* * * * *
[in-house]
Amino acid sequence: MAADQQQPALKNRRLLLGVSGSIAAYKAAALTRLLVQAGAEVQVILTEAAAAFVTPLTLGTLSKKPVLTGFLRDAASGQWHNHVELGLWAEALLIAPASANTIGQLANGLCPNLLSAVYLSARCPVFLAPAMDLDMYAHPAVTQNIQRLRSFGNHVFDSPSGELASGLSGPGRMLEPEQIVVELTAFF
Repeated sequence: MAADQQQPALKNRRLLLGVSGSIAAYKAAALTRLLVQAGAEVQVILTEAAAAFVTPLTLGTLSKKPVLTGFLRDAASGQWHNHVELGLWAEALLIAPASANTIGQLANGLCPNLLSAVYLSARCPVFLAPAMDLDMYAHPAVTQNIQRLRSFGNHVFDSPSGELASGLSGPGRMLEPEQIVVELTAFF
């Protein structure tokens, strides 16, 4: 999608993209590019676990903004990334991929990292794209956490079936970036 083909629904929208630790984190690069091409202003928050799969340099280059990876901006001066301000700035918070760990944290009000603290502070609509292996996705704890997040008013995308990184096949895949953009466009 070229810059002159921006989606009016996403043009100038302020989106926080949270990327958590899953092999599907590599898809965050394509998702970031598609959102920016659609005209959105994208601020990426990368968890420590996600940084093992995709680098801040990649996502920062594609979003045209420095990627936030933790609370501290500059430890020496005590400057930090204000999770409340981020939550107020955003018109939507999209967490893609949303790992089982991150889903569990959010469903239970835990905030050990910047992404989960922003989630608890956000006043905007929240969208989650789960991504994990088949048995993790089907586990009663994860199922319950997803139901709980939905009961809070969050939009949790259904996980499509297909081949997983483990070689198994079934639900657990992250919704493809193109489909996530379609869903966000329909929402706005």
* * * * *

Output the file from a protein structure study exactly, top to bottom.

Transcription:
[in-house]
Amino acid sequence: MAADQQQPALKNRRLLLGVSGSIAAYKAAALTRLLVQAGAEVQVILTEAAAAFVTPLTLGTLSKKPVLTGFLRDAASGQWHNHVELGLWAEALLIAPASANTIGQLANGLCPNLLSAVYLSARCPVFLAPAMDLDMYAHPAVTQNIQRLRSFGNHVFDSPSGELASGLSGPGRMLEPEQIVVELTAFF
Repeated sequence: MAADQQQPALKNRRLLLGVSGSIAAYKAAALTRLLVQAGAEVQVILTEAAAAFVTPLTLGTLSKKPVLTGFLRDAASGQWHNHVELGLWAEALLIAPASANTIGQLANGLCPNLLSAVYLSARCPVFLAPAMDLDMYAHPAVTQNIQRLRSFGNHVFDSPSGELASGLSGPGRMLEPEQIVVELTAFF
């Protein structure tokens, strides 16, 4: 999608993209590019676990903004990334991929990292794209956490079936970036 083909629904929208630790984190690069091409202003928050799969340099280059990876901006001066301000700035918070760990944290009000603290502070609509292996996705704890997040008013995308990184096949895949953009466009 070229810059002159921006989606009016996403043009100038302020989106926080949270990327958590899953092999599907590599898809965050394509998702970031598609959102920016659609005209959105994208601020990426990368968890420590996600940084093992995709680098801040990649996502920062594609979003045209420095990627936030933790609370501290500059430890020496005590400057930090204000999770409340981020939550107020955003018109939507999209967490893609949303790992089982991150889903569990959010469903239970835990905030050990910047992404989960922003989630608890956000006043905007929240969208989650789960991504994990088949048995993790089907586990009663994860199922319950997803139901709980939905009961809070969050939009949790259904996980499509297909081949997983483990070689198994079934639900657990992250919704493809193109489909996530379609869903966000329909929402706005």